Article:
Local stormwater managers will need to play a greater role in enhancing public involvement, expanding stormwater education and delivering residential stewardship practices. This webcast will focus on how local governments and watershed groups can engage the public to improve the quality of runoff from their homes and yards. The webcasts will feature the lessons learned in implementing programs to build rain gardens, disconnect roof leaders, install rain barrels and plant trees to restore the Bay. Learn about the tricks for reaching out to the public and providing meaningful incentives to motivate homeowners to keep stormwater on their property. Case studies will be featured from several local demonstration projects across the Bay watershed.
April 10th, 2012 by admin
New report by the Natural Resources Defense Council on Financing Stormwater Retrofits in Philadelphia and Beyond.
The paper begins with a discussion of Philadelphia as a case study. It evaluates their new stormwater fee structure and assesses its relative ability to create a potential market for financing stormwater retrofits. The paper then goes on to discuss alternative ways to financing retrofits in the private market in Philadelphia and beyond and demonstrates how policy frameworks can play a crucial role to attracting private investors.
Download the full report:Financing Stormwater Retrofits in Philadelphia and Beyond (.pdf)
August 18th, 2011 by admin
August 18, 2011
Presented by Chesapeake Stormwater Network.
Stormwater retrofitting will be a major strategy for many localities to achieve nutrient reductions to meet more stringent MS4 stormwater permits and TMDLs. This webcast focuses on how to maximize nutrient reduction through a wide range of urban stormwater retrofits and features a recommended process to find, evaluate, design and construct stormwater retrofits across an urban watershed. In addition, simple techniques and accounting methods are provided to document local stormwater nutrient reductions as part of watershed implementation plans (WIPs). The methods are also designed to find the most cost-effective combination of retrofit practices that enhances community values and environmental amenities.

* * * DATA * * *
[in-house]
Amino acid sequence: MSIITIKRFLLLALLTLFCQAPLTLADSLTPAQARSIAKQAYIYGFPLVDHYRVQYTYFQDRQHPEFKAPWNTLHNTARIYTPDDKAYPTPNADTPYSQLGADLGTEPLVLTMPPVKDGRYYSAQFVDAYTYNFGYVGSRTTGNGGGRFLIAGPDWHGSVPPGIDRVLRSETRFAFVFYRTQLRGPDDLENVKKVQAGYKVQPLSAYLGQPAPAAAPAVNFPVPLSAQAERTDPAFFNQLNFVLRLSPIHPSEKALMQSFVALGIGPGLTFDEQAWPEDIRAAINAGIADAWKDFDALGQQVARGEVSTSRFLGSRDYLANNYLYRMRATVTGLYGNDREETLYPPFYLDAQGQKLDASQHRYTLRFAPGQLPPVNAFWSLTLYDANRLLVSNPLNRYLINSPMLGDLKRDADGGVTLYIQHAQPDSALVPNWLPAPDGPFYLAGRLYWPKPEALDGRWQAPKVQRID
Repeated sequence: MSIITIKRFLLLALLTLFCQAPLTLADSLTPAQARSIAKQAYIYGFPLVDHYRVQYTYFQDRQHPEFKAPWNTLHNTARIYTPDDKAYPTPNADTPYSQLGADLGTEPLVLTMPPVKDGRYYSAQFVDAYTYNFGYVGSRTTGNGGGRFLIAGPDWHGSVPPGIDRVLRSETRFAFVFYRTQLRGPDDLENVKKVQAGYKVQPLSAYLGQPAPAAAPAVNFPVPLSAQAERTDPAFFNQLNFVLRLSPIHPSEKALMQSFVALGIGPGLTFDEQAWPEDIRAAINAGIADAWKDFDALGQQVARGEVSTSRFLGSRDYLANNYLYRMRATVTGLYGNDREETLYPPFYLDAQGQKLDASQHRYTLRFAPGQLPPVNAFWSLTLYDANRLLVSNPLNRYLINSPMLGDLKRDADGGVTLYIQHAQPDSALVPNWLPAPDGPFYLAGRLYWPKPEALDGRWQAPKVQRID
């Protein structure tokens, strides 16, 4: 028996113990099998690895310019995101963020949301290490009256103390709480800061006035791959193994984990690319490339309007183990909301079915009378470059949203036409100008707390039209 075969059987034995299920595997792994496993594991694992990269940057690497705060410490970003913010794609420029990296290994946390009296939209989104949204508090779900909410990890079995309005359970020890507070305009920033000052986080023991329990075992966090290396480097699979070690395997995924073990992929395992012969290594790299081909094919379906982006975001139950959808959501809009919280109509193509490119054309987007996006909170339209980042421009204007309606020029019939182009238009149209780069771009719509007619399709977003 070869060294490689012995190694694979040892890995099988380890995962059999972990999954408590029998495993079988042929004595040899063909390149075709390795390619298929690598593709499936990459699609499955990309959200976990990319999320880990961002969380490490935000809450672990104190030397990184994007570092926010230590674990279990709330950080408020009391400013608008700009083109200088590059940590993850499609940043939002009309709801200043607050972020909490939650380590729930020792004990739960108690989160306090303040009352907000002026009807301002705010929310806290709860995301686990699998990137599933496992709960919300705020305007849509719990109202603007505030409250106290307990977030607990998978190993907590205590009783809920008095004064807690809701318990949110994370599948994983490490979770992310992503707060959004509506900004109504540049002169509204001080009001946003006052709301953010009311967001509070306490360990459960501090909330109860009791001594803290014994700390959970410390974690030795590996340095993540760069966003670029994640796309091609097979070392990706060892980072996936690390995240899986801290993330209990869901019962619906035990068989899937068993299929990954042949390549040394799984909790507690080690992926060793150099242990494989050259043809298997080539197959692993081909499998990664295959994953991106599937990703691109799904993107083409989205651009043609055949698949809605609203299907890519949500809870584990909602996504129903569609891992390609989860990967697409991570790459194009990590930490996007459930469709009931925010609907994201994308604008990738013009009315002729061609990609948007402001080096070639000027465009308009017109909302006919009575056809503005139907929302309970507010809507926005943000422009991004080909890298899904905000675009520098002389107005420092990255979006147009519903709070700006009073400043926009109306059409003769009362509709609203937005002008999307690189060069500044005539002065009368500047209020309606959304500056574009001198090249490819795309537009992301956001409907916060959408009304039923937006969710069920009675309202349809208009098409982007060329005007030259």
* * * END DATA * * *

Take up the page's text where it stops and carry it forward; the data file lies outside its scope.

May 18th, 2011 by admin
May 18, 2011
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March 1st, 2010 by admin
This Technical Bulletin presents a visual method to assess the need for stormwater pollution practices, retrofits and stewardship at existing industrial, institutional, federal and municipal facilities. Tens of thousands of these facilities exist across the Chesapeake Bay watershed, each of which has the potential to be severe stormwater hotspots, which are defined as a site that generates higher loads of pollutants and toxics, and/or has a higher risk of leaks, spills or illicit discharges. Despite the impact of stormwater hotspots on the receiving waters of the Bay, they have not been effectively regulated or managed for several reasons.
While as many as 30,000 facilities in the Bay are technically regulated under EPA’s industrial or municipal stormwater permit programs, most individual permits do not contain specific monitoring requirements or numeric limits on effluent quality. Thus, at many sites, all that is needed to comply with the permit is to make sure you have a paper document known as a stormwater pollution prevention plan present on your site. The chances that a local or state regulator will inspect your site are vanishingly small (National Research Council, 2008). Even if sites are inspected, the permits do not require any site specific or quantitative measurements to determine whether runoff is dirty or reasonably clean, which makes it difficult to trigger enforcement actions.
A second key issue is that many property managers and environmental compliance officers simply don’t understand that much about stormwater, in comparison with more traditional environmental health and workplace safety issues they must deal with every day (e.g., hazardous waste storage and disposal and spill response). Few good training materials have been developed on site-based stormwater pollution prevention techniques, and even fewer tools exist to diagnose the actual stormwater pollution problems present at a site. Consequently, there is a strong need for a quantitative diagnostic tool to assess stormwater pollution problems and identify site-specific and cost-effective solutions.